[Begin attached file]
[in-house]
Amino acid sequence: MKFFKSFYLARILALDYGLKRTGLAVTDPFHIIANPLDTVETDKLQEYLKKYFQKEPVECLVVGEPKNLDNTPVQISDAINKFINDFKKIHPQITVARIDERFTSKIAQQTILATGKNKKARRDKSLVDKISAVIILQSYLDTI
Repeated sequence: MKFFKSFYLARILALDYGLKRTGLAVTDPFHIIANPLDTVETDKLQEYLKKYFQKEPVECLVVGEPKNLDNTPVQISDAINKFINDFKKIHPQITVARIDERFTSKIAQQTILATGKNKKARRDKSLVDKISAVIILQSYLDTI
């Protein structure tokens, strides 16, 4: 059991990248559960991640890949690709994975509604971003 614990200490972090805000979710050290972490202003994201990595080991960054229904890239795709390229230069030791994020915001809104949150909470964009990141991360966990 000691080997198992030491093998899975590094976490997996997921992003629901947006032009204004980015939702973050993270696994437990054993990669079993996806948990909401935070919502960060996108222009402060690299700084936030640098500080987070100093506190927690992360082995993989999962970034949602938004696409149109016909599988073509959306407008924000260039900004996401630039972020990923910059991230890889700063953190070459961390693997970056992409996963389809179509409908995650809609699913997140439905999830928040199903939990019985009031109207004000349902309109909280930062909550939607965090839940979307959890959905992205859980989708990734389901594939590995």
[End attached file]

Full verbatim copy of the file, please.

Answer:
[in-house]
Amino acid sequence: MKFFKSFYLARILALDYGLKRTGLAVTDPFHIIANPLDTVETDKLQEYLKKYFQKEPVECLVVGEPKNLDNTPVQISDAINKFINDFKKIHPQITVARIDERFTSKIAQQTILATGKNKKARRDKSLVDKISAVIILQSYLDTI
Repeated sequence: MKFFKSFYLARILALDYGLKRTGLAVTDPFHIIANPLDTVETDKLQEYLKKYFQKEPVECLVVGEPKNLDNTPVQISDAINKFINDFKKIHPQITVARIDERFTSKIAQQTILATGKNKKARRDKSLVDKISAVIILQSYLDTI
């Protein structure tokens, strides 16, 4: 059991990248559960991640890949690709994975509604971003 614990200490972090805000979710050290972490202003994201990595080991960054229904890239795709390229230069030791994020915001809104949150909470964009990141991360966990 000691080997198992030491093998899975590094976490997996997921992003629901947006032009204004980015939702973050993270696994437990054993990669079993996806948990909401935070919502960060996108222009402060690299700084936030640098500080987070100093506190927690992360082995993989999962970034949602938004696409149109016909599988073509959306407008924000260039900004996401630039972020990923910059991230890889700063953190070459961390693997970056992409996963389809179509409908995650809609699913997140439905999830928040199903939990019985009031109207004000349902309109909280930062909550939607965090839940979307959890959905992205859980989708990734389901594939590995």